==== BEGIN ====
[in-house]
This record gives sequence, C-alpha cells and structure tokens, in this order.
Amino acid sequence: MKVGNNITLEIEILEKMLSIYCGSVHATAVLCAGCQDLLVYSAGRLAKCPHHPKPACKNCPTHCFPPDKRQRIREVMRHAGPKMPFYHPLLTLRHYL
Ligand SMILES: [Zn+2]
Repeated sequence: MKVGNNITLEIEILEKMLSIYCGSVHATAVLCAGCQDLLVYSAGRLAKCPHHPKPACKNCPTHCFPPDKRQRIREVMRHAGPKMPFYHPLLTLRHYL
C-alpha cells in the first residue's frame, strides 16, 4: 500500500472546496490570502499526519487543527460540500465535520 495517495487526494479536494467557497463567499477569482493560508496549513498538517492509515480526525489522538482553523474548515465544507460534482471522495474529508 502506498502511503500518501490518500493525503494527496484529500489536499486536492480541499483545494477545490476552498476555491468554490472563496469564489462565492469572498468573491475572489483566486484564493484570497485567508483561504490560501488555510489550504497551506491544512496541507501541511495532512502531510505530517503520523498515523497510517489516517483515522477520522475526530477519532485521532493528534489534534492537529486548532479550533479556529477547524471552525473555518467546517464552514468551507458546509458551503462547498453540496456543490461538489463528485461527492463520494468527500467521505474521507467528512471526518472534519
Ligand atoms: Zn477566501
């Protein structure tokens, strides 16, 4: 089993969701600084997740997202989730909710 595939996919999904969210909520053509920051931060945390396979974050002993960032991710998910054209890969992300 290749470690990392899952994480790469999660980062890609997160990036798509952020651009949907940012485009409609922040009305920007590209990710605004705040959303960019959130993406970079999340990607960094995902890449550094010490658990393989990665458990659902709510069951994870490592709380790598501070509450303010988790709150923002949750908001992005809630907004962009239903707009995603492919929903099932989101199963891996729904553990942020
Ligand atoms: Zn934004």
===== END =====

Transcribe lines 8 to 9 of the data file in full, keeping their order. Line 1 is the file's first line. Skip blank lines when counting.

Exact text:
């Protein structure tokens, strides 16, 4: 089993969701600084997740997202989730909710 595939996919999904969210909520053509920051931060945390396979974050002993960032991710998910054209890969992300 290749470690990392899952994480790469999660980062890609997160990036798509952020651009949907940012485009409609922040009305920007590209990710605004705040959303960019959130993406970079999340990607960094995902890449550094010490658990393989990665458990659902709510069951994870490592709380790598501070509450303010988790709150923002949750908001992005809630907004962009239903707009995603492919929903099932989101199963891996729904553990942020
Ligand atoms: Zn934004």